For Wade and Melanie Harris, every day is a busy day. The couple has four biological children, five adopted children, and at the time of our interview, one foster child.
Melanie says, “It requires an awful lot.” She explains that some of their children have special needs, and “all of them are different and have different needs.” When the Harrises learned about Arizona’s education savings accounts (also called Empowerment Scholarship Accounts), Melanie said, “I’m just so excited about this opportunity…this will allow us to provide the best for our kids.”
With the accounts, the state deposits a portion of a child’s funds from the state education formula into a private account that parents use to buy educational products and services for their child. In Arizona, families can pay for online classes, hire a personal tutor, and find educational therapy services that meet their children’s unique needs, to name a few possible uses.
Lawmakers in five other states have enacted accounts based on Arizona’s example, the most recent being policymakers in North Carolina, who passed a new law in July. Some 12,000 children are using the accounts across Arizona, Florida, Tennessee, and Mississippi.
Research demonstrates that parents are satisfied with their accounts: 71 percent of Arizona families using an account reported being “very satisfied,” and no parents reported any level of dissatisfaction. In Mississippi, 63 percent of participants were “very satisfied” and 28 percent were “somewhat satisfied.”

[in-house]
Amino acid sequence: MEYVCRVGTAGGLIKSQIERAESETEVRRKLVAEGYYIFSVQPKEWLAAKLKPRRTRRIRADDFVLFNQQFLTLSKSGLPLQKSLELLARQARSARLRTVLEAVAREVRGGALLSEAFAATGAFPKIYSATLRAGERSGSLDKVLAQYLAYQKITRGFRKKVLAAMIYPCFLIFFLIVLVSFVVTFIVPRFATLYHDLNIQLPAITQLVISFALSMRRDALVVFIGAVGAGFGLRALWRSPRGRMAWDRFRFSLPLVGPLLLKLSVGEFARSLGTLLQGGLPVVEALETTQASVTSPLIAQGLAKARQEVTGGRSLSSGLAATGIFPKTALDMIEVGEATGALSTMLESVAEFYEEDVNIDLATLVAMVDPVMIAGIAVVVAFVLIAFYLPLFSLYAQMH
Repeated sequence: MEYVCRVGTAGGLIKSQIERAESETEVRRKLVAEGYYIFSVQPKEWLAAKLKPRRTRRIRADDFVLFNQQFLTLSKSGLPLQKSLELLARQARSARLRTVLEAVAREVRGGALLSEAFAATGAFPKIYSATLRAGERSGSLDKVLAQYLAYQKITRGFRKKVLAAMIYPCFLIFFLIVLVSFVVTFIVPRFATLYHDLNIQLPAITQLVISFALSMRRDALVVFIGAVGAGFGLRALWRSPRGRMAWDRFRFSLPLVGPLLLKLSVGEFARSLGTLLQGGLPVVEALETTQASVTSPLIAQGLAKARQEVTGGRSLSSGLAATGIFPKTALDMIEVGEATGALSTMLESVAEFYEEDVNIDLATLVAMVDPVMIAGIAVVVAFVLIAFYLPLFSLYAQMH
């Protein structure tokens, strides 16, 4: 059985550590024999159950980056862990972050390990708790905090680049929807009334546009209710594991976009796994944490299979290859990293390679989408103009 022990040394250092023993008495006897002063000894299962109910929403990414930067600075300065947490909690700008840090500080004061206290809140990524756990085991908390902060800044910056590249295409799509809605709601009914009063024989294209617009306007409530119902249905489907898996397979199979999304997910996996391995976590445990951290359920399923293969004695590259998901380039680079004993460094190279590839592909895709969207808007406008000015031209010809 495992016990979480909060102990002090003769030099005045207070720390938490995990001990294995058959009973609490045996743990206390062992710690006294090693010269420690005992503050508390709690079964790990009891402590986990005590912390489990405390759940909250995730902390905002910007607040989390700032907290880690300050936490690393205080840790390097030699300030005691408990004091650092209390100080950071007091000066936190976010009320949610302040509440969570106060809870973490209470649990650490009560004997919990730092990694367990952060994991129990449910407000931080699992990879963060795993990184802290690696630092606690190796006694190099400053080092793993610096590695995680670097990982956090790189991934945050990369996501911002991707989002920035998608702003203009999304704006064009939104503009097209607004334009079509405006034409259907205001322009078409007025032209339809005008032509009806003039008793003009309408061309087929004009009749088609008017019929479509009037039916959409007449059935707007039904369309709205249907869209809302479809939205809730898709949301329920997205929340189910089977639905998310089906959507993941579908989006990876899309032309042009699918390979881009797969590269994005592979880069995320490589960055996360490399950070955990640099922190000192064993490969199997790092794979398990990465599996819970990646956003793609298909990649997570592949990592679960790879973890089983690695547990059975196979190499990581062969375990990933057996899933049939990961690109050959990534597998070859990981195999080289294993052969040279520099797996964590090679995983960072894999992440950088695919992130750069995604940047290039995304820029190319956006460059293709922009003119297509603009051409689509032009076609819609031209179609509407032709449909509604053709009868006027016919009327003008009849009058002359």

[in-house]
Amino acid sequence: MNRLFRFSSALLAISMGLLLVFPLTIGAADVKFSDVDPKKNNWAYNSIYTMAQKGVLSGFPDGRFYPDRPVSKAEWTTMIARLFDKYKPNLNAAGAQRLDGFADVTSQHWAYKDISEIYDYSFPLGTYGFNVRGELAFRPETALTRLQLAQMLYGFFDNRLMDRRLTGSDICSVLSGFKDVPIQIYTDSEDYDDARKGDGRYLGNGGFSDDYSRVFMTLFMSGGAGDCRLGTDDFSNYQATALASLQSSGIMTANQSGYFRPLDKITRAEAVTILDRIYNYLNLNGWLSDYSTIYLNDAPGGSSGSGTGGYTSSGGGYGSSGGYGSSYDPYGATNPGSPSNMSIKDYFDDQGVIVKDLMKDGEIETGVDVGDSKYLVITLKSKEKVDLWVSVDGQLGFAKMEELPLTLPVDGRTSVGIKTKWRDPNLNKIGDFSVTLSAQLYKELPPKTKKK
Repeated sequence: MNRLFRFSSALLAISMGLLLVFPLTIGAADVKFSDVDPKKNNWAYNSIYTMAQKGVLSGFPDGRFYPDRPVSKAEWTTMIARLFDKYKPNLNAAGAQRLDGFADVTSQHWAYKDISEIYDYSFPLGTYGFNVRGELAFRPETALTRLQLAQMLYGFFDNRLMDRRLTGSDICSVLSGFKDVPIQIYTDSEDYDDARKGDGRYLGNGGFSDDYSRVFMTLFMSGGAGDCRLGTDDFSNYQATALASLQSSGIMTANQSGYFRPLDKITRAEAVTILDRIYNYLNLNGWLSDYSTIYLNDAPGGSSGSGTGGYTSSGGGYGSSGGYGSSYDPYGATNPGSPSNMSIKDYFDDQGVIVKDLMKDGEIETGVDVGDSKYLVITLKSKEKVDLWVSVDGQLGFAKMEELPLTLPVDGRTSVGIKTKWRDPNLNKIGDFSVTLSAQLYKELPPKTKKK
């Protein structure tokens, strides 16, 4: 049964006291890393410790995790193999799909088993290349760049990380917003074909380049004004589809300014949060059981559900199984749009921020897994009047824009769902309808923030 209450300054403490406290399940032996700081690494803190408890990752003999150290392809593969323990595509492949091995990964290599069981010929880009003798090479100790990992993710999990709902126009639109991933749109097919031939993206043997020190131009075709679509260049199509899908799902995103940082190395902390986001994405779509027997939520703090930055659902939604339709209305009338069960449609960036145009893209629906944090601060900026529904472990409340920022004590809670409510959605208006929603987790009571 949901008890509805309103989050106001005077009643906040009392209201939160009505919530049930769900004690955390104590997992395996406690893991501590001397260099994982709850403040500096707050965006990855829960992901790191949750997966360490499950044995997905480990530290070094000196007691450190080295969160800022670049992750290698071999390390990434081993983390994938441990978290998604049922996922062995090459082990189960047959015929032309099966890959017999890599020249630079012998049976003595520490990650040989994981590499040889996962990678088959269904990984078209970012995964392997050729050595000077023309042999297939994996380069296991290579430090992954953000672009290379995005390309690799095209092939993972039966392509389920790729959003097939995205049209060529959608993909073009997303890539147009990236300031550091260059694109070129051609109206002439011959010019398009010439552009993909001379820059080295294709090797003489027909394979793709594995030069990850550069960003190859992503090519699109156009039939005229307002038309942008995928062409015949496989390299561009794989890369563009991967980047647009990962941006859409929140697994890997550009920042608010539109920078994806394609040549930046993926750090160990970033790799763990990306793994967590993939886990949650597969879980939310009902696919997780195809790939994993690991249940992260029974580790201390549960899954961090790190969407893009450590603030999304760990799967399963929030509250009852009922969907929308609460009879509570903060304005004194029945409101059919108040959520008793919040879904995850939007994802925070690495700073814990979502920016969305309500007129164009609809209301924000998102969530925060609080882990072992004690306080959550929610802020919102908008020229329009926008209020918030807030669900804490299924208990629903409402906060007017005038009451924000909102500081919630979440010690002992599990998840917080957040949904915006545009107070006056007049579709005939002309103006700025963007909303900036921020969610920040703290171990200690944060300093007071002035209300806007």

Meanwhile, studies also show that families are using the accounts for multiple learning opportunities simultaneously—a feature that distinguishes the accounts from other parental options in education. One-third of families are combining services like education therapy and private school tuition, for example. This allows parents to tailor their child’s educational experience to help give him or her the best chance at success.
Despite these positive outcomes, Arizona’s teacher union and school board association are supporting an initiative to repeal a law passed earlier this year that gives more families learning opportunities with the accounts. Gov. Doug Ducey signed legislation in April to allow every child in Arizona the option to apply for an account by 2021. Yet these groups are blocking parents from having more options, even if a traditional school is not meeting a child’s needs.
Children across Arizona have different needs and can benefit from a customized learning experience. For example, Native American students in Arizona have the same high school graduation rate as children with special needs (66 percent) while the same figure for Asian students is 21 percentage points higher (87 percent). Education savings accounts can give hope to students on both ends of the achievement spectrum—providing extra help and tutoring for the former and helping to pay for AP classes or early college classes for the latter.
Arizona’s accounts return the focus of learning back to children and their families and away from tax increases and public school administration. As it should be.